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Kevin, The Man From Stratford, he says “yes!” Cheers Kevin

Is it for you?

For anyone familiar with PaintedRoads’ cycling tours of Southern Thailand and Southern Vietnam the general opinion is that the physical demand of the North Thailand tour is similar, assuming of course that you take the transfers for the mind bogglingly daft ascents to Mai Salong and Pu Chi Fa. That is to say it is a fun ride offering some fine days cycling without the demands of the protracted climbs found in North Vietnam, Lao, and China’s Yunnan Province.

If you are interested in a great winter escape PaintedRoads’ next North Thailand Tour is during the first two weeks on February 2015, and if you have the time to stay on in Asia why not maximise your time and join the South Thailand tour directly afterwards and get twice the fun from your long haul flight? For further details please email me.

As always Natt takes care of the tour with a constant smile, merriment and good will

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Swapping the bikes for an elephant we visit a Karen village…

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and then back on the bikes ’till the road runs out, at which point we take to the river for the final hour of the day’s journey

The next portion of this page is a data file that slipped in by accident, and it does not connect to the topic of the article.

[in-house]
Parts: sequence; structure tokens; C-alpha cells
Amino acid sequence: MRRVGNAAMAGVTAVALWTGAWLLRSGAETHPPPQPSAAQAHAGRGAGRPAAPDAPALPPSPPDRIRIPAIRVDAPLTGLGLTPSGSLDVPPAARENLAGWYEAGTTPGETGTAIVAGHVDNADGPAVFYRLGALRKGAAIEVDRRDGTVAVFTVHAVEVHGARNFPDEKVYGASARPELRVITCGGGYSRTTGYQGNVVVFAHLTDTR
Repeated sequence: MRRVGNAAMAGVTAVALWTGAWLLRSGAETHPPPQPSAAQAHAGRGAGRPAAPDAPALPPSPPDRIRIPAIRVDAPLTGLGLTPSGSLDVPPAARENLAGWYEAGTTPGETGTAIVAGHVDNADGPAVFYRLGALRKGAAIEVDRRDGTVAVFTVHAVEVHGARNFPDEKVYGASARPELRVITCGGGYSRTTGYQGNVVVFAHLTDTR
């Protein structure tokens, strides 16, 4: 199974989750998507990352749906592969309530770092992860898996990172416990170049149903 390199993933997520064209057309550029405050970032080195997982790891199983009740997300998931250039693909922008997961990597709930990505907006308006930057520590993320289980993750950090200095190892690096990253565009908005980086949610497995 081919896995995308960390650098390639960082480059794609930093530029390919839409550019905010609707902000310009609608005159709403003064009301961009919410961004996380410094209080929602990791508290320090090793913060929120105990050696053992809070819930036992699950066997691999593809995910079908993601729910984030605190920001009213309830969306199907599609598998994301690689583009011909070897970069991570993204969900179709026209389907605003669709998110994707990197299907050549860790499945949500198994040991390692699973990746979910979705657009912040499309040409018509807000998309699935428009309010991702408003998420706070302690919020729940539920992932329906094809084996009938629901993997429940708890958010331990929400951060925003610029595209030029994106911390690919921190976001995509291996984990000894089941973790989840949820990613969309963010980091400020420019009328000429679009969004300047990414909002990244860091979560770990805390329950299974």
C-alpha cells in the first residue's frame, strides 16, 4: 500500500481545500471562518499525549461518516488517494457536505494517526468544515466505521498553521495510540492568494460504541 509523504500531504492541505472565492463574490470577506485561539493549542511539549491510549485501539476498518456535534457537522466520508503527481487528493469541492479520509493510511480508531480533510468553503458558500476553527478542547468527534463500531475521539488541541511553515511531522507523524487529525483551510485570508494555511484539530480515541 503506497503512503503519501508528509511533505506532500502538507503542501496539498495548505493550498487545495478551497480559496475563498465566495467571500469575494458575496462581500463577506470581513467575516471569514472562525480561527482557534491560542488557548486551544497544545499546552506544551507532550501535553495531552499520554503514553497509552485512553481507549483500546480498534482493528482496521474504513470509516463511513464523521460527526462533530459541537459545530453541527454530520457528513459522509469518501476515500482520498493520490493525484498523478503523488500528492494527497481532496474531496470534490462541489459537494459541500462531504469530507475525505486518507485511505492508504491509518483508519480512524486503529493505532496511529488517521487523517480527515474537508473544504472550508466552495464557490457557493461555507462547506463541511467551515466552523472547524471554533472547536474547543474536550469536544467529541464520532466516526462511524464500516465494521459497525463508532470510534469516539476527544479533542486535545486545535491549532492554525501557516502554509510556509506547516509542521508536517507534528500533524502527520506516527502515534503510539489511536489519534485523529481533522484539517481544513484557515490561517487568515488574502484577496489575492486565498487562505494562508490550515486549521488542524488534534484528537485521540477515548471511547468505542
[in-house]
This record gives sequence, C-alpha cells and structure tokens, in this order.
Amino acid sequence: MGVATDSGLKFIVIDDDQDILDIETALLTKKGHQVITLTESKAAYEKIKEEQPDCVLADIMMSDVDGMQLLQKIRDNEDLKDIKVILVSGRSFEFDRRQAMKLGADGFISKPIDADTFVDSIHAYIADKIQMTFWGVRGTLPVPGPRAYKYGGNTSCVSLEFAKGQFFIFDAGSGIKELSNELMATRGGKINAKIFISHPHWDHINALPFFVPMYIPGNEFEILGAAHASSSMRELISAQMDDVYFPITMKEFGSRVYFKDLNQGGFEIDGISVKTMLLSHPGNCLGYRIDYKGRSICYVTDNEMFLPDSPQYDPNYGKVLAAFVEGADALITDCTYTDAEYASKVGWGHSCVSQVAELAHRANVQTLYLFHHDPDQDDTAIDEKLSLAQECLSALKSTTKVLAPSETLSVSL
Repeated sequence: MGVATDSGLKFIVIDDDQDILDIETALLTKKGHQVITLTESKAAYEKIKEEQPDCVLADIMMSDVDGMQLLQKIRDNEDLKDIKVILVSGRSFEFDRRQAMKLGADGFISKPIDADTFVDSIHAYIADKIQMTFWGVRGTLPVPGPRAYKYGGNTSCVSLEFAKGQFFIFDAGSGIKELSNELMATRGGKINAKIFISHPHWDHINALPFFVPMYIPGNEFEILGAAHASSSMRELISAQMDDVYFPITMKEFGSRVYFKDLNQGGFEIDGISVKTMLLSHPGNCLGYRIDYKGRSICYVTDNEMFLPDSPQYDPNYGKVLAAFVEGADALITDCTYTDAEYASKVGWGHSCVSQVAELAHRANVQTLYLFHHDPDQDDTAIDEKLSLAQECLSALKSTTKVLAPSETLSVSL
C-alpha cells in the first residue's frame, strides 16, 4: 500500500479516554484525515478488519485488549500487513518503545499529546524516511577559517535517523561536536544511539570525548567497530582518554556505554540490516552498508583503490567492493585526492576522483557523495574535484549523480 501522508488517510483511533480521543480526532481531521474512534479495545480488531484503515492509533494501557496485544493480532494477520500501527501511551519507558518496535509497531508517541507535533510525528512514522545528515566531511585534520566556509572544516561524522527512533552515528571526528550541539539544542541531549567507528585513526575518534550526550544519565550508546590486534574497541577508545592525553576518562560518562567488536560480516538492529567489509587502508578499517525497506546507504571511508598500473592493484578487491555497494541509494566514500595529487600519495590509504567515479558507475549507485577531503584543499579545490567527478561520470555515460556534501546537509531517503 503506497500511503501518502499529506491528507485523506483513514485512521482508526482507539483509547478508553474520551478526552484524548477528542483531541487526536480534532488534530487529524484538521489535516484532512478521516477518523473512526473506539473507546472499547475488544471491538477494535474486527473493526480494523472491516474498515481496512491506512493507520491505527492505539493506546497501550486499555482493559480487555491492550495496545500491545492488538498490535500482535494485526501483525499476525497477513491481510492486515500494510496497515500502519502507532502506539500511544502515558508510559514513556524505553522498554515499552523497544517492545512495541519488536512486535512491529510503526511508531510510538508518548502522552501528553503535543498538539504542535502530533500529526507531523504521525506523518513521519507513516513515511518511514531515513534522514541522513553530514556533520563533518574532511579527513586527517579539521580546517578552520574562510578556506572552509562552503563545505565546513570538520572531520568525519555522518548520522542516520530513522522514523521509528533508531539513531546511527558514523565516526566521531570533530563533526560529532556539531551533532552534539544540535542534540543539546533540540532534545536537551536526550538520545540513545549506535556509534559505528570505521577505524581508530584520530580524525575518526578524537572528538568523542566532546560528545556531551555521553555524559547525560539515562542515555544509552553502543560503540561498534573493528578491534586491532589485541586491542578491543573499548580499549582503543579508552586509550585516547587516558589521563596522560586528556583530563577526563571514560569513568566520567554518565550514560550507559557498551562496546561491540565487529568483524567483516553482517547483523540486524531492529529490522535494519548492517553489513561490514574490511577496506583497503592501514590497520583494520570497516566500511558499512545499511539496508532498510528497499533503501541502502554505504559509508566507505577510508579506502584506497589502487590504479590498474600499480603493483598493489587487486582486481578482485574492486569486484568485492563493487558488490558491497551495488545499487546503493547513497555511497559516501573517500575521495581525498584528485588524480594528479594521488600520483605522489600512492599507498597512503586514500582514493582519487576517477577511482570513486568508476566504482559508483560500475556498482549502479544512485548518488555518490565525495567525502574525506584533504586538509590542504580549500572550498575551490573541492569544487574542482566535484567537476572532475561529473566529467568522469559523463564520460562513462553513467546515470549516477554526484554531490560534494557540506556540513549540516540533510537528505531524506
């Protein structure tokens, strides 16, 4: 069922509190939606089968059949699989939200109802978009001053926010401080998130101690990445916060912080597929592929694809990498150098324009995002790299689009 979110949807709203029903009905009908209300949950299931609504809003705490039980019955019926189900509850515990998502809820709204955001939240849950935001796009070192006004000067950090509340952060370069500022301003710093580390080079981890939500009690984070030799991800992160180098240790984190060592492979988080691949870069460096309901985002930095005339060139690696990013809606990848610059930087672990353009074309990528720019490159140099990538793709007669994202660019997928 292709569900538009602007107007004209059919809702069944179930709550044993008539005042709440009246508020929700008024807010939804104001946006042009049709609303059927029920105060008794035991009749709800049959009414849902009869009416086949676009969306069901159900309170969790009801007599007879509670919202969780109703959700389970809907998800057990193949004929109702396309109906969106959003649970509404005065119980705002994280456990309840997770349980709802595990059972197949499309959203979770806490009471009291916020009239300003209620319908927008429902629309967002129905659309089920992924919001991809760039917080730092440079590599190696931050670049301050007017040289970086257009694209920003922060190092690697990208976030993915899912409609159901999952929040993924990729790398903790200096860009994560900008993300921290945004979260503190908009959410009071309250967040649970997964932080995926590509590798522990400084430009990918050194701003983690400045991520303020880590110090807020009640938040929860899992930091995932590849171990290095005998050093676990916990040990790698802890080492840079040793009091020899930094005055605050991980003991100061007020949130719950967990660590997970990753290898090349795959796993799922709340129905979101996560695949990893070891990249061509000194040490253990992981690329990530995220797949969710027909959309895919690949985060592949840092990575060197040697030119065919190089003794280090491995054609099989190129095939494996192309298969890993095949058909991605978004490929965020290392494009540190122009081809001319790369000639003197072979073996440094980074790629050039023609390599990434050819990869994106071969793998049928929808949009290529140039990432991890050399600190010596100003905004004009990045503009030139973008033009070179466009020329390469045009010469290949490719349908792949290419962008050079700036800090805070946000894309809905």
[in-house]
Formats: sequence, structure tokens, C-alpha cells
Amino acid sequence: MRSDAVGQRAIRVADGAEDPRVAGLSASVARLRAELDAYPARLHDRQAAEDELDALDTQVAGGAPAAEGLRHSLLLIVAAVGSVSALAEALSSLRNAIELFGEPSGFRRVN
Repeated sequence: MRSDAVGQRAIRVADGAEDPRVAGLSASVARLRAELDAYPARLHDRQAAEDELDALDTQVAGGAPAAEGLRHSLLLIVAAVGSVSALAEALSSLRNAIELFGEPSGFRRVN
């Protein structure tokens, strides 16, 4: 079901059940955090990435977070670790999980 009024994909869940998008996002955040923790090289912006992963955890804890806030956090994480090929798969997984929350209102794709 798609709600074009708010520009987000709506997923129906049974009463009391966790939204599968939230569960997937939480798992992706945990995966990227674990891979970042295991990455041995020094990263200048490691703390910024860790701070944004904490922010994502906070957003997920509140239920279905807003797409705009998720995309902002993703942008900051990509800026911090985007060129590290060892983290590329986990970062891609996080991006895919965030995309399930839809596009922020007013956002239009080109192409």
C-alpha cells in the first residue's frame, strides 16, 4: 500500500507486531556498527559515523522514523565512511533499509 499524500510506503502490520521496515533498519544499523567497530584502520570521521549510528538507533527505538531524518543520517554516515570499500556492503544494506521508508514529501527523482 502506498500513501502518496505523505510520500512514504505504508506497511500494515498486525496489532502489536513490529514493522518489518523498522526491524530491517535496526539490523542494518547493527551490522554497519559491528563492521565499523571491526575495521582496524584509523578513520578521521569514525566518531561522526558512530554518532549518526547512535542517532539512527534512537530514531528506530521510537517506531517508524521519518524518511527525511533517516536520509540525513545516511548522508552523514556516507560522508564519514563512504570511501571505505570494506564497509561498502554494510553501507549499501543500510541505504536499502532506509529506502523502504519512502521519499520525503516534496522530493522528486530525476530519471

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We manage to find some roads along the way that are rather light of traffic

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October 3, 2014 by David

A Wonderful Tour of Northeast Vietnam

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“Wow, you have really understated the beauty and drama of this region, this is stunning” was just one of many comments that I was very happy to hear on what was an absolutely marvellous tour of Northeast Vietnam last month. The new section of the tour that takes us up onto a high plateau close very close to the Chinese border was, as is always the case with introducing a new element to a tour, something about which I was a little apprehensive. So when David, a very experienced traveler who has cycled all over the world said to me “this is the best days cycling I have had” I was as pleased as Punch.

The whole tour was such a pleasure, with a wonderful group of nine people who gelled wonderfully were a delight to be with and I am very much looking forward to seeing again.